Paul G. Richardson, MD, on Multiple Myeloma: Roundup of Three Key Studies
2020 ASH Annual Meeting & Exposition
Paul G. Richardson, MD, of Dana-Farber Cancer Institute, gives his expert perspective on three important studies in multiple myeloma: long-term results from the IFM 2009 trial on early vs late autologous stem cell transplant in patients with newly diagnosed disease; the effect of high-dose melphalan on mutational burden in relapsed disease; and daratumumab plus lenalidomide, bortezomib, and dexamethasone in transplant-eligible patients with newly diagnosed disease (Abstracts 143, 61, and 549).
Steven M. Horwitz, MD, of Memorial Sloan Kettering Cancer Center, discusses data from the largest multicenter retrospective analysis of allogeneic hematopoietic transplantation, which supports its curative potential in patients with mature T-cell lymphoma, a group marked by poor survival and limited treatment options (Abstract 41).
Meletios A. Dimopoulos, MD, of the University of Athens, discusses data from the phase III APOLLO study, which evaluated the use of subcutaneous daratumumab plus pomalidomide and dexamethasone, vs pomalidomide and dexamethasone alone, in patients with relapsed or refractory multiple myeloma (Abstract 412).
Sagar Lonial, MD, of the Emory University School of Medicine, summarizes key papers presented in a session he co-moderated on how second-generation CAR T cells can be used to treat patients with multiple myeloma (Session 653).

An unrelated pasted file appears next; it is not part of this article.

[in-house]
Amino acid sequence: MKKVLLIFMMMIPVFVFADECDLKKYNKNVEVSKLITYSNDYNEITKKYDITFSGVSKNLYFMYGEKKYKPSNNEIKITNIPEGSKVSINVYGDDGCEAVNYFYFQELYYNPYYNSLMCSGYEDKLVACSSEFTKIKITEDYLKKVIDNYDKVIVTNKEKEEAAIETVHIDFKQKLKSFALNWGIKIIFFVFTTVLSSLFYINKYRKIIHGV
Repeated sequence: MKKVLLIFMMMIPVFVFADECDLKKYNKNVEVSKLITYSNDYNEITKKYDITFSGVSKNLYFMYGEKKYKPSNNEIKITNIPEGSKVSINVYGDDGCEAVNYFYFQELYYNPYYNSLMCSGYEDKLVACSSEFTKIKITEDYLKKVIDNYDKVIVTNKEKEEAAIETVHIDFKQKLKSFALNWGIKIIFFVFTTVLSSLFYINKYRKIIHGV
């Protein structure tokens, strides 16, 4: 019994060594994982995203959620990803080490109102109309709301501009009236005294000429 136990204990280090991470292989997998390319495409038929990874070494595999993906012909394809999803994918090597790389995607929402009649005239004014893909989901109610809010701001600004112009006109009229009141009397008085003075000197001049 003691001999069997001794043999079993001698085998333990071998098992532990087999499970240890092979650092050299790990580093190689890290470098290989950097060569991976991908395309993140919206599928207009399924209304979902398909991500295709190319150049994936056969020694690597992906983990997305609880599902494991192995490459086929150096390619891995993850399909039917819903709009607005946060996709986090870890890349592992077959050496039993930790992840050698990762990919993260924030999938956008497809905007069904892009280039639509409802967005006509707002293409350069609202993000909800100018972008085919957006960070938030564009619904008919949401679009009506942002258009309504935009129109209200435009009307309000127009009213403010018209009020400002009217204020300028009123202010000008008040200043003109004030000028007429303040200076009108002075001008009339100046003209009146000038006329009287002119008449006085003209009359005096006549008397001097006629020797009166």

Hassan Awada, MD, of the Taussig Cancer Institute, Cleveland Clinic Foundation, discusses the use of newer machine-learning techniques to help decipher a set of prognostic subgroups that could predict survival, thus potentially improving on traditional methods and moving acute myeloid leukemia into the era of personalized medicine (Abstract 34).
Matthew S. Davids, MD, of Dana-Farber Cancer Institute, summarizes three key studies from a session he co-moderated on ibrutinib plus venetoclax for first-line treatment of patients with chronic lymphocytic leukemia (CLL) and small lymphocytic lymphoma (SLL), long-term responses to these agents for relapsed and refractory CLL, and undetectable minimal residual disease following fixed-duration treatment with venetoclax and rituximab for CLL (Abstracts 123, 124, and 125).